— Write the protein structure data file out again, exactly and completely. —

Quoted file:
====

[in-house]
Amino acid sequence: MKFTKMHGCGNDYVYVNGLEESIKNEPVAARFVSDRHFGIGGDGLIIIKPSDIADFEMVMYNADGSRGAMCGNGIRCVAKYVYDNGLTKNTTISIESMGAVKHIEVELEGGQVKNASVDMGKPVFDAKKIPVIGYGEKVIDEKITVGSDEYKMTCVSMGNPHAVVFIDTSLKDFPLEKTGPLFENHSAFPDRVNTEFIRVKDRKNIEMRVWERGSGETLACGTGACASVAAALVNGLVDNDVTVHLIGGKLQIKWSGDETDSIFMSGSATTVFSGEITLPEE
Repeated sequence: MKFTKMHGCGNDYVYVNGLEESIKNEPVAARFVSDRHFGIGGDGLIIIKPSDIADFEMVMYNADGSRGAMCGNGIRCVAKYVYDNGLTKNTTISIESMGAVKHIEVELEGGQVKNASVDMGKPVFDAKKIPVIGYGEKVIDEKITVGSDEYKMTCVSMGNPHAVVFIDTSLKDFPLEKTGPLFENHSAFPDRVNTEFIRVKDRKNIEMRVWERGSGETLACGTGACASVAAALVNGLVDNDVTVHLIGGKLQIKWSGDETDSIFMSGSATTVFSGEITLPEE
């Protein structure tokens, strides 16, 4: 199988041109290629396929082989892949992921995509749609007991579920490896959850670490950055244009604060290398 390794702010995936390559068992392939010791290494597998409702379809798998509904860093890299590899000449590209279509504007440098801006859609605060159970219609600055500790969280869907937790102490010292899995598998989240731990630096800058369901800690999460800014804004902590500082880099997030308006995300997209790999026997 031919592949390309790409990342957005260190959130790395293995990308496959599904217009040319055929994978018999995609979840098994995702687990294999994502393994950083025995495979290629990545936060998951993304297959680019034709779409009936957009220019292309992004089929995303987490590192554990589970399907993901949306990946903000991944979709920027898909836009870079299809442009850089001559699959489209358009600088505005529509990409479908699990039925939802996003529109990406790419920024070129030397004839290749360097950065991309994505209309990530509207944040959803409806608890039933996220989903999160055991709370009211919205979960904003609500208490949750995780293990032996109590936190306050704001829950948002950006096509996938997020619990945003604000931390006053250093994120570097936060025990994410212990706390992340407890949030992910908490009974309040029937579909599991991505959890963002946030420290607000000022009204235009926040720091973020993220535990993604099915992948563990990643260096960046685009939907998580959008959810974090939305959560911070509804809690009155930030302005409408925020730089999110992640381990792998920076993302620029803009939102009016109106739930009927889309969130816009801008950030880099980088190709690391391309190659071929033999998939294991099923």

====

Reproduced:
[in-house]
Amino acid sequence: MKFTKMHGCGNDYVYVNGLEESIKNEPVAARFVSDRHFGIGGDGLIIIKPSDIADFEMVMYNADGSRGAMCGNGIRCVAKYVYDNGLTKNTTISIESMGAVKHIEVELEGGQVKNASVDMGKPVFDAKKIPVIGYGEKVIDEKITVGSDEYKMTCVSMGNPHAVVFIDTSLKDFPLEKTGPLFENHSAFPDRVNTEFIRVKDRKNIEMRVWERGSGETLACGTGACASVAAALVNGLVDNDVTVHLIGGKLQIKWSGDETDSIFMSGSATTVFSGEITLPEE
Repeated sequence: MKFTKMHGCGNDYVYVNGLEESIKNEPVAARFVSDRHFGIGGDGLIIIKPSDIADFEMVMYNADGSRGAMCGNGIRCVAKYVYDNGLTKNTTISIESMGAVKHIEVELEGGQVKNASVDMGKPVFDAKKIPVIGYGEKVIDEKITVGSDEYKMTCVSMGNPHAVVFIDTSLKDFPLEKTGPLFENHSAFPDRVNTEFIRVKDRKNIEMRVWERGSGETLACGTGACASVAAALVNGLVDNDVTVHLIGGKLQIKWSGDETDSIFMSGSATTVFSGEITLPEE
């Protein structure tokens, strides 16, 4: 199988041109290629396929082989892949992921995509749609007991579920490896959850670490950055244009604060290398 390794702010995936390559068992392939010791290494597998409702379809798998509904860093890299590899000449590209279509504007440098801006859609605060159970219609600055500790969280869907937790102490010292899995598998989240731990630096800058369901800690999460800014804004902590500082880099997030308006995300997209790999026997 031919592949390309790409990342957005260190959130790395293995990308496959599904217009040319055929994978018999995609979840098994995702687990294999994502393994950083025995495979290629990545936060998951993304297959680019034709779409009936957009220019292309992004089929995303987490590192554990589970399907993901949306990946903000991944979709920027898909836009870079299809442009850089001559699959489209358009600088505005529509990409479908699990039925939802996003529109990406790419920024070129030397004839290749360097950065991309994505209309990530509207944040959803409806608890039933996220989903999160055991709370009211919205979960904003609500208490949750995780293990032996109590936190306050704001829950948002950006096509996938997020619990945003604000931390006053250093994120570097936060025990994410212990706390992340407890949030992910908490009974309040029937579909599991991505959890963002946030420290607000000022009204235009926040720091973020993220535990993604099915992948563990990643260096960046685009939907998580959008959810974090939305959560911070509804809690009155930030302005409408925020730089999110992640381990792998920076993302620029803009939102009016109106739930009927889309969130816009801008950030880099980088190709690391391309190659071929033999998939294991099923």